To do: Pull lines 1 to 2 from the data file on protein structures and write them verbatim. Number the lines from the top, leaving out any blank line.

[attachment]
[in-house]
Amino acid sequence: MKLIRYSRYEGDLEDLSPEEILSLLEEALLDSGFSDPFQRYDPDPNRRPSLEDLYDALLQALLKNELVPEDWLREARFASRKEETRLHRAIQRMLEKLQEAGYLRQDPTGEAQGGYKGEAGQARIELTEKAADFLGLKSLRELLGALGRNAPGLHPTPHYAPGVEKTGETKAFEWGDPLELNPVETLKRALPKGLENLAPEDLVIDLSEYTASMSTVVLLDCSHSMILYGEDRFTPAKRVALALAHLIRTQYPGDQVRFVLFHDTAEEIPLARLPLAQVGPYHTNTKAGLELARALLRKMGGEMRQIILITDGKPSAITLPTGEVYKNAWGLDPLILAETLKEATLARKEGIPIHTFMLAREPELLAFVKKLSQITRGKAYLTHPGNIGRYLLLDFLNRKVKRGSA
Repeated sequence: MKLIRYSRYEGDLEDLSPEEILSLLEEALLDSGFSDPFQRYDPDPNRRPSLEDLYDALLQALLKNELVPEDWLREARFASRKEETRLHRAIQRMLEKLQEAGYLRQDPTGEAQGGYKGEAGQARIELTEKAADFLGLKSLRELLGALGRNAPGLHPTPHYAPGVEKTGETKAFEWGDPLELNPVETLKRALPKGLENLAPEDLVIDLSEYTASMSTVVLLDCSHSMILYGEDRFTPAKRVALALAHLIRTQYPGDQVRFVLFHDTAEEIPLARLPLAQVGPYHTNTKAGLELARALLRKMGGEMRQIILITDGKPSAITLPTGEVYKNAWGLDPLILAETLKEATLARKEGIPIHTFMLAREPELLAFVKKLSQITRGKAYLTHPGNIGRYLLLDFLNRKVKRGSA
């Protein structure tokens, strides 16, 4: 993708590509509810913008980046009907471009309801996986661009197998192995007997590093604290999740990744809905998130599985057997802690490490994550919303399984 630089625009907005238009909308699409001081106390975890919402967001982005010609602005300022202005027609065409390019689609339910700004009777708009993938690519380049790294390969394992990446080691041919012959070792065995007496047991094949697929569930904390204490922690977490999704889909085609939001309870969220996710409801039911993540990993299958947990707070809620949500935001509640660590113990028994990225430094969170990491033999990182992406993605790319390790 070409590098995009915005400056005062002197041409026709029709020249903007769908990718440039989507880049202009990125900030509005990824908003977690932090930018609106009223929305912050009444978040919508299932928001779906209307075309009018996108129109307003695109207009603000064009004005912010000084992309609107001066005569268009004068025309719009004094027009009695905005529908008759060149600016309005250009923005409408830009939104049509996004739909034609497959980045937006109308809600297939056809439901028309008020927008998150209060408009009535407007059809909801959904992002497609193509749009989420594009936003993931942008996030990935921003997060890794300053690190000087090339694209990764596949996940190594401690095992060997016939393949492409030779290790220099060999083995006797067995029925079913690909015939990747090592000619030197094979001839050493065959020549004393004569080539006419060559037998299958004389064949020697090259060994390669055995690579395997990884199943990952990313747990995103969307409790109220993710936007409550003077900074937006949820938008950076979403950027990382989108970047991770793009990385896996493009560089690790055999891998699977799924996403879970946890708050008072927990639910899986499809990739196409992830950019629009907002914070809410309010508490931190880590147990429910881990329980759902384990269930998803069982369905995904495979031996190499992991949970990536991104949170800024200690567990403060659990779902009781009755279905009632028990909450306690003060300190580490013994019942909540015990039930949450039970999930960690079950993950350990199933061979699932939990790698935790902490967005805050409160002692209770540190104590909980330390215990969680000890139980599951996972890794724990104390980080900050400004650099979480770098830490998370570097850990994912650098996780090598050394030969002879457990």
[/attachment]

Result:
[in-house]
Amino acid sequence: MKLIRYSRYEGDLEDLSPEEILSLLEEALLDSGFSDPFQRYDPDPNRRPSLEDLYDALLQALLKNELVPEDWLREARFASRKEETRLHRAIQRMLEKLQEAGYLRQDPTGEAQGGYKGEAGQARIELTEKAADFLGLKSLRELLGALGRNAPGLHPTPHYAPGVEKTGETKAFEWGDPLELNPVETLKRALPKGLENLAPEDLVIDLSEYTASMSTVVLLDCSHSMILYGEDRFTPAKRVALALAHLIRTQYPGDQVRFVLFHDTAEEIPLARLPLAQVGPYHTNTKAGLELARALLRKMGGEMRQIILITDGKPSAITLPTGEVYKNAWGLDPLILAETLKEATLARKEGIPIHTFMLAREPELLAFVKKLSQITRGKAYLTHPGNIGRYLLLDFLNRKVKRGSA